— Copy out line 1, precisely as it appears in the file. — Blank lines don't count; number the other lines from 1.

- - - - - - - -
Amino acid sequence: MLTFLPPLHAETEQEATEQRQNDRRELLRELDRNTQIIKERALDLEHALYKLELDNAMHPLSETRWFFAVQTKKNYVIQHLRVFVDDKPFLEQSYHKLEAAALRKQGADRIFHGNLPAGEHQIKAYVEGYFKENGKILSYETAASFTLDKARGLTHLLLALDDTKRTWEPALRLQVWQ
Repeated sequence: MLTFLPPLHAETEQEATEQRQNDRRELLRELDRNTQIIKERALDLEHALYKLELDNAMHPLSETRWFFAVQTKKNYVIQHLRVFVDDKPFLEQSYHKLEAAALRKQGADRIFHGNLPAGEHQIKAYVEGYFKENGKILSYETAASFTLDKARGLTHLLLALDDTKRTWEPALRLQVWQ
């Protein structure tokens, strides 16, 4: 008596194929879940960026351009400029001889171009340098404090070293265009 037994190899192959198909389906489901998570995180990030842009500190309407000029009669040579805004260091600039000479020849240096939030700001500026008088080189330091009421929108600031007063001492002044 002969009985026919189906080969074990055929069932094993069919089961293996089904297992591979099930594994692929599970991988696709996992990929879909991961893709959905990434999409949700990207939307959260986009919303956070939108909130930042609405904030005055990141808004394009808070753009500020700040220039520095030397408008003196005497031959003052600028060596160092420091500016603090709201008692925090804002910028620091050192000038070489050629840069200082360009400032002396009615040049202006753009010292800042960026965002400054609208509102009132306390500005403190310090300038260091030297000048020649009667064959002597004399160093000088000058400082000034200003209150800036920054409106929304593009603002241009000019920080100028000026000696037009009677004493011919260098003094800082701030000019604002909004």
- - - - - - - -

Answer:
Amino acid sequence: MLTFLPPLHAETEQEATEQRQNDRRELLRELDRNTQIIKERALDLEHALYKLELDNAMHPLSETRWFFAVQTKKNYVIQHLRVFVDDKPFLEQSYHKLEAAALRKQGADRIFHGNLPAGEHQIKAYVEGYFKENGKILSYETAASFTLDKARGLTHLLLALDDTKRTWEPALRLQVWQ